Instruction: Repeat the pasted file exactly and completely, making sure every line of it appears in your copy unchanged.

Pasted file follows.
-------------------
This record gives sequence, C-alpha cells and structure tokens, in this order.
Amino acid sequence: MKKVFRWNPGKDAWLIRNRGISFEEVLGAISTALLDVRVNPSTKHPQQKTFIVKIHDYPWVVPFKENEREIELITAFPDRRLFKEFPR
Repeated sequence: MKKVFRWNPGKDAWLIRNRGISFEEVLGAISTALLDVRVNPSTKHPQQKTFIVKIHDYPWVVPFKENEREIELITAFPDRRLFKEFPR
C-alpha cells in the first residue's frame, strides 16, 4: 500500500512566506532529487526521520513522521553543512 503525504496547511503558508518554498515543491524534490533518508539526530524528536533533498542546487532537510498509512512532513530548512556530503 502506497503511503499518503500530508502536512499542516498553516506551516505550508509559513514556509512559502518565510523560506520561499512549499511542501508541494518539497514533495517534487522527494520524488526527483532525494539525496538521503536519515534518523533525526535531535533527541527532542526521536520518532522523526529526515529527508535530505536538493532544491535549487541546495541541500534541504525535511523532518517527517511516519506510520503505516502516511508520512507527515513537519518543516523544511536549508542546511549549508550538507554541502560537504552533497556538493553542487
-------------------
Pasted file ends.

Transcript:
This record gives sequence, C-alpha cells and structure tokens, in this order.
Amino acid sequence: MKKVFRWNPGKDAWLIRNRGISFEEVLGAISTALLDVRVNPSTKHPQQKTFIVKIHDYPWVVPFKENEREIELITAFPDRRLFKEFPR
Repeated sequence: MKKVFRWNPGKDAWLIRNRGISFEEVLGAISTALLDVRVNPSTKHPQQKTFIVKIHDYPWVVPFKENEREIELITAFPDRRLFKEFPR
C-alpha cells in the first residue's frame, strides 16, 4: 500500500512566506532529487526521520513522521553543512 503525504496547511503558508518554498515543491524534490533518508539526530524528536533533498542546487532537510498509512512532513530548512556530503 502506497503511503499518503500530508502536512499542516498553516506551516505550508509559513514556509512559502518565510523560506520561499512549499511542501508541494518539497514533495517534487522527494520524488526527483532525494539525496538521503536519515534518523533525526535531535533527541527532542526521536520518532522523526529526515529527508535530505536538493532544491535549487541546495541541500534541504525535511523532518517527517511516519506510520503505516502516511508520512507527515513537519518543516523544511536549508542546511549549508550538507554541502560537504552533497556538493553542487